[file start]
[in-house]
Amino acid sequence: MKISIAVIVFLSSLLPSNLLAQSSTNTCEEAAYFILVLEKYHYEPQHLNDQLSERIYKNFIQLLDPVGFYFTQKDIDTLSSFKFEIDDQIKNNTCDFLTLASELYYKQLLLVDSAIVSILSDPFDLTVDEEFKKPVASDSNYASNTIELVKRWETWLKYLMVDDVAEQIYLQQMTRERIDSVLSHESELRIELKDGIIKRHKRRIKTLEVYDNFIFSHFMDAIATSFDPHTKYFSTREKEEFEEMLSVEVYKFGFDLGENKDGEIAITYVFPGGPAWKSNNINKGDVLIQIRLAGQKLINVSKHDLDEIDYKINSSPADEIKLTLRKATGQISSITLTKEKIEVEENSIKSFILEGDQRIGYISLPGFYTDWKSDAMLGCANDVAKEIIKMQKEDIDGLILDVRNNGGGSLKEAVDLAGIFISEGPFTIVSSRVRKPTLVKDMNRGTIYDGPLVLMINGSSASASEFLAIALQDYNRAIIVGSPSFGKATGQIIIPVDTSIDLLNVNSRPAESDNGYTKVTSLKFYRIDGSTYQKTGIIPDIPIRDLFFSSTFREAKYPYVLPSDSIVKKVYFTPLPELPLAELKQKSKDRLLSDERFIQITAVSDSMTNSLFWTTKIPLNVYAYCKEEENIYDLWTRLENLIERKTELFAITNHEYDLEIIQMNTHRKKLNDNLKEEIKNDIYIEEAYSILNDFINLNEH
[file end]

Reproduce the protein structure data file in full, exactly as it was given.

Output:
[in-house]
Amino acid sequence: MKISIAVIVFLSSLLPSNLLAQSSTNTCEEAAYFILVLEKYHYEPQHLNDQLSERIYKNFIQLLDPVGFYFTQKDIDTLSSFKFEIDDQIKNNTCDFLTLASELYYKQLLLVDSAIVSILSDPFDLTVDEEFKKPVASDSNYASNTIELVKRWETWLKYLMVDDVAEQIYLQQMTRERIDSVLSHESELRIELKDGIIKRHKRRIKTLEVYDNFIFSHFMDAIATSFDPHTKYFSTREKEEFEEMLSVEVYKFGFDLGENKDGEIAITYVFPGGPAWKSNNINKGDVLIQIRLAGQKLINVSKHDLDEIDYKINSSPADEIKLTLRKATGQISSITLTKEKIEVEENSIKSFILEGDQRIGYISLPGFYTDWKSDAMLGCANDVAKEIIKMQKEDIDGLILDVRNNGGGSLKEAVDLAGIFISEGPFTIVSSRVRKPTLVKDMNRGTIYDGPLVLMINGSSASASEFLAIALQDYNRAIIVGSPSFGKATGQIIIPVDTSIDLLNVNSRPAESDNGYTKVTSLKFYRIDGSTYQKTGIIPDIPIRDLFFSSTFREAKYPYVLPSDSIVKKVYFTPLPELPLAELKQKSKDRLLSDERFIQITAVSDSMTNSLFWTTKIPLNVYAYCKEEENIYDLWTRLENLIERKTELFAITNHEYDLEIIQMNTHRKKLNDNLKEEIKNDIYIEEAYSILNDFINLNEH